For connoisseurs of cranks, here is a whole crank discipline. Apparently much of the intellectual life of North Macedonia is devoted to proving that all the accomplishments of the ancient world were attributable to Macedonians—ethnically the same as today’s Slavic Macedonians—and that nothing of any significance was ever accomplished by Greeks. For just one example, did you know that the middle section of the Rosetta Stone is written in pure Macedonian? Did you know that it had never been successfully translated until just recently, by a pair of Macedonian engineers named Boševski and Tentov? The rest of the world is egregiously misinformed on the subject, but Boševski and Tentov are media darlings in North Macedonia.

All this is merely an excuse to introduce three translations of beautiful ancient Thracian texts that prove to be pure Macedonian:

At the center of the city, I quickly gave cabbage to the beast mouth.

Nephew, are you satiated? Sit here and sip that juice.

If god has fire, you stay here girl and guard wisely at home.

Now, having read those accurate translations, you certainly have a strong desire to know more about the history of Macedonian as the mother of all European languages. Fortunately, Dr. Boli’s Eclectic Library has its own occasional blog, Literary Discoveries, in which you may read all about Your Macedonian Motherland. Otherwise you might have to read Mr. Chulev’s book, which Dr. Boli would not recommend.


Although the Continental Congress voted for independence on July 2, the signing ceremony was delayed by two days for the convenience of the caterers.

Henry Wisner of New York refused to sign the Declaration because the Congress had voted to remove philately from the list of unalienable rights.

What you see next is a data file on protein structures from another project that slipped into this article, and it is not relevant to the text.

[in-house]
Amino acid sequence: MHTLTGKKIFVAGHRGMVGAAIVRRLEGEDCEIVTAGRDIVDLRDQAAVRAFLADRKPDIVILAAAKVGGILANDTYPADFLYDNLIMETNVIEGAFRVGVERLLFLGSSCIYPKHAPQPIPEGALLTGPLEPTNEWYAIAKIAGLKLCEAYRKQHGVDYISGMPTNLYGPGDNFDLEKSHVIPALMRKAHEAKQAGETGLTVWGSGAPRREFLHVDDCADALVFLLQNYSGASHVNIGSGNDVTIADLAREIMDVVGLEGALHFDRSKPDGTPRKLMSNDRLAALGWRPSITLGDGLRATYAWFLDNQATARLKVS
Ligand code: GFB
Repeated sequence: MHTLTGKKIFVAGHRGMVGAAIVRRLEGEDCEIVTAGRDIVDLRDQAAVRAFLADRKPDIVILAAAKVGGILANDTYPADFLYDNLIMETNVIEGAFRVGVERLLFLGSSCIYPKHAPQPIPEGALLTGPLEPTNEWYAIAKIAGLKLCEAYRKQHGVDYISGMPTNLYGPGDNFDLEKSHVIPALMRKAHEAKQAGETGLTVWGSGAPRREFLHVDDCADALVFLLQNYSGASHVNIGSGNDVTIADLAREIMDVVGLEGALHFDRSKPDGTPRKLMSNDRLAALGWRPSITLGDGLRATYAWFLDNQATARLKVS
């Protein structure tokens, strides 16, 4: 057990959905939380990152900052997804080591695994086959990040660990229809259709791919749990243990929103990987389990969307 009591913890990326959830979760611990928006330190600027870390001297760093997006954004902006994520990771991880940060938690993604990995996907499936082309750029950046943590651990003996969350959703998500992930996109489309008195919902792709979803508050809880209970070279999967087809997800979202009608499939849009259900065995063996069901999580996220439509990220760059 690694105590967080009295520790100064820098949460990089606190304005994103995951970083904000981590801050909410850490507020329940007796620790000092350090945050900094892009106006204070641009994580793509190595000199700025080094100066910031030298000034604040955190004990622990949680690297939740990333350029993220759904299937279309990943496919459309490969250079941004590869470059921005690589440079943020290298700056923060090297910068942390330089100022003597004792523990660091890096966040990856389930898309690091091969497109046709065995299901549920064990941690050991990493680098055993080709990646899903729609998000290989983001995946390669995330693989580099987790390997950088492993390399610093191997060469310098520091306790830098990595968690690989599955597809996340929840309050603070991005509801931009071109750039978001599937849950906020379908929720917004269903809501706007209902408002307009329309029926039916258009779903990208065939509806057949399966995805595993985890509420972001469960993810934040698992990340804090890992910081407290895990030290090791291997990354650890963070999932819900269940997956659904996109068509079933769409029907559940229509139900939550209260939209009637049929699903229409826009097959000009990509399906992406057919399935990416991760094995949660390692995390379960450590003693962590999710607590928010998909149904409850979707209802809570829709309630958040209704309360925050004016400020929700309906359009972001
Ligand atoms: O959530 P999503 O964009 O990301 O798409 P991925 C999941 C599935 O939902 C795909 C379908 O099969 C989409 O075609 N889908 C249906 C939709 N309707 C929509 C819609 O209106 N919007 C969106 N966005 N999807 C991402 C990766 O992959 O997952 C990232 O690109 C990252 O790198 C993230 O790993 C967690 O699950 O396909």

Francis Lee signed the Declaration because his brother Richard was there to hold him down. His usual response to a difficult decision was to run like the dickens, thus earning himself the nickname “Lightfoot.”

Historians examining Benjamin Franklin’s private correspondence have discovered that John Hancock was a pompous jackass.

In the engraving of the signing of the Declaration on the reverse of the United States two-dollar bill, John Witherspoon is erroneously shown with the face of Abraham Clark, and vice versa.

It was not revealed until well after the end of the Revolutionary War that delegate “John Morton” of Pennsylvania was a Manx cat.

Carter Braxton of Virginia took the occasion of the signing as an opportunity for an impassioned classical oration on the assembly’s duty to defend liberty for all men, ending with a memorable flourish in which he ordered his slave Pompey to bring him the inkstand.



The well-known portrait of Anthon by Mathew Brady.

The great classical scholar Charles Anthon had much to do with the high standards of learning in nineteenth-century American universities. His textbooks on the ancient languages were widely admired, and the proof of their utility may be found in the fact that many professors resented them for making the students’ work too easy. Dr. Anthon is also famous in Mormon lore as the Columbia professor who was shown a transcribed “Egyptian” inscription from the Golden Plates and pronounced it a hoax, which has been interpreted in Mormon history as “authenticating” it.

Once in a while, it is Dr. Boli’s privilege to make a original contribution of his own to scholarship. Today he is proud to announce the discovery of an original portrait from life of the great Dr. Anthon. It has lain undiscovered for a century and a half among the never-circulated books in a university library, but there is good evidence for its authenticity:

The image was found on the dedication page of The Elements of Greek Grammar, by R. Valpy, with additions by C. Anthon. What is our evidence that this is a portrait from life? The book was donated to the University of California in 1873; before that, it had formed part of the library of Dr. Francis Lieber, Professor of History and Law in Columbia College, New York. Since the volume itself is the 1847 edition of a very-often-reprinted work, and since it is the sort of book one would purchase as a student, but not as a professor of law and history (who presumably has already been through his first year of Greek), we may reasonably assume that it belonged to young Francis Lieber when he was a student at that same college, where he would have seen Dr. Anthon every day. The chain of evidence is strong. This is very probably Charles Anthon as he actually appeared to his students.